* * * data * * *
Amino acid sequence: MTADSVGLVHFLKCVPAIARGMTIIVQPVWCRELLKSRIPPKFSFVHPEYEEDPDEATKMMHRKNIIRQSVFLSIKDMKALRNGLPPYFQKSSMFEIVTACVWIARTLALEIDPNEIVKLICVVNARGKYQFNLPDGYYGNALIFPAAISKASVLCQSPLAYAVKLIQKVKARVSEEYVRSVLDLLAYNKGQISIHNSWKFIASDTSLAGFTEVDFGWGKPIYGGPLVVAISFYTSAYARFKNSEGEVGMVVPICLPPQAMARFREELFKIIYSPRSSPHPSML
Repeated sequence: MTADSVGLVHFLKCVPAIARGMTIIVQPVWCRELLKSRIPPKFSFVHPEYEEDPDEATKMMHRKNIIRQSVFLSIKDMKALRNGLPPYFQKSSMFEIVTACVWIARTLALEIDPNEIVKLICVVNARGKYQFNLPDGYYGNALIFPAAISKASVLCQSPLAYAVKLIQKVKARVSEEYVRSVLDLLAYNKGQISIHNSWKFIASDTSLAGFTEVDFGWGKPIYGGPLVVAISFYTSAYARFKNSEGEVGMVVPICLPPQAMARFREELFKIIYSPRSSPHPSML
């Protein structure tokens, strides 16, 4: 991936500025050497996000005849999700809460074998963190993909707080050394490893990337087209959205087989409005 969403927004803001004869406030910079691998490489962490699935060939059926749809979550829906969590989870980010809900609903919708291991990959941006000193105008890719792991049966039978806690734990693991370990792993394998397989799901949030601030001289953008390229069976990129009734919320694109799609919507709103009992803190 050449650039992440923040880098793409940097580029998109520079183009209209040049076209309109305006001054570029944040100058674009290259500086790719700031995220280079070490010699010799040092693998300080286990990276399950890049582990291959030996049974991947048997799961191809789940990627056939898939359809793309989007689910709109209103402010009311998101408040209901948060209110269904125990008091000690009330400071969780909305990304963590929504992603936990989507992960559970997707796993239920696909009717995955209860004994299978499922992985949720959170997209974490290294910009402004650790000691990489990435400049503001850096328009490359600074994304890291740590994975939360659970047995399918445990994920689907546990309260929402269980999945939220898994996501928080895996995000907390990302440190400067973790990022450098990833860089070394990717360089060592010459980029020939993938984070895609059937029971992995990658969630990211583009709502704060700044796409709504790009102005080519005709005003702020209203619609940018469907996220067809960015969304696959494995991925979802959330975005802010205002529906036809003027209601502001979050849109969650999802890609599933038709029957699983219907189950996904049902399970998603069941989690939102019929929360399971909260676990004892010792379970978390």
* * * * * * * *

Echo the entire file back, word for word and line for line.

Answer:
Amino acid sequence: MTADSVGLVHFLKCVPAIARGMTIIVQPVWCRELLKSRIPPKFSFVHPEYEEDPDEATKMMHRKNIIRQSVFLSIKDMKALRNGLPPYFQKSSMFEIVTACVWIARTLALEIDPNEIVKLICVVNARGKYQFNLPDGYYGNALIFPAAISKASVLCQSPLAYAVKLIQKVKARVSEEYVRSVLDLLAYNKGQISIHNSWKFIASDTSLAGFTEVDFGWGKPIYGGPLVVAISFYTSAYARFKNSEGEVGMVVPICLPPQAMARFREELFKIIYSPRSSPHPSML
Repeated sequence: MTADSVGLVHFLKCVPAIARGMTIIVQPVWCRELLKSRIPPKFSFVHPEYEEDPDEATKMMHRKNIIRQSVFLSIKDMKALRNGLPPYFQKSSMFEIVTACVWIARTLALEIDPNEIVKLICVVNARGKYQFNLPDGYYGNALIFPAAISKASVLCQSPLAYAVKLIQKVKARVSEEYVRSVLDLLAYNKGQISIHNSWKFIASDTSLAGFTEVDFGWGKPIYGGPLVVAISFYTSAYARFKNSEGEVGMVVPICLPPQAMARFREELFKIIYSPRSSPHPSML
């Protein structure tokens, strides 16, 4: 991936500025050497996000005849999700809460074998963190993909707080050394490893990337087209959205087989409005 969403927004803001004869406030910079691998490489962490699935060939059926749809979550829906969590989870980010809900609903919708291991990959941006000193105008890719792991049966039978806690734990693991370990792993394998397989799901949030601030001289953008390229069976990129009734919320694109799609919507709103009992803190 050449650039992440923040880098793409940097580029998109520079183009209209040049076209309109305006001054570029944040100058674009290259500086790719700031995220280079070490010699010799040092693998300080286990990276399950890049582990291959030996049974991947048997799961191809789940990627056939898939359809793309989007689910709109209103402010009311998101408040209901948060209110269904125990008091000690009330400071969780909305990304963590929504992603936990989507992960559970997707796993239920696909009717995955209860004994299978499922992985949720959170997209974490290294910009402004650790000691990489990435400049503001850096328009490359600074994304890291740590994975939360659970047995399918445990994920689907546990309260929402269980999945939220898994996501928080895996995000907390990302440190400067973790990022450098990833860089070394990717360089060592010459980029020939993938984070895609059937029971992995990658969630990211583009709502704060700044796409709504790009102005080519005709005003702020209203619609940018469907996220067809960015969304696959494995991925979802959330975005802010205002529906036809003027209601502001979050849109969650999802890609599933038709029957699983219907189950996904049902399970998603069941989690939102019929929360399971909260676990004892010792379970978390």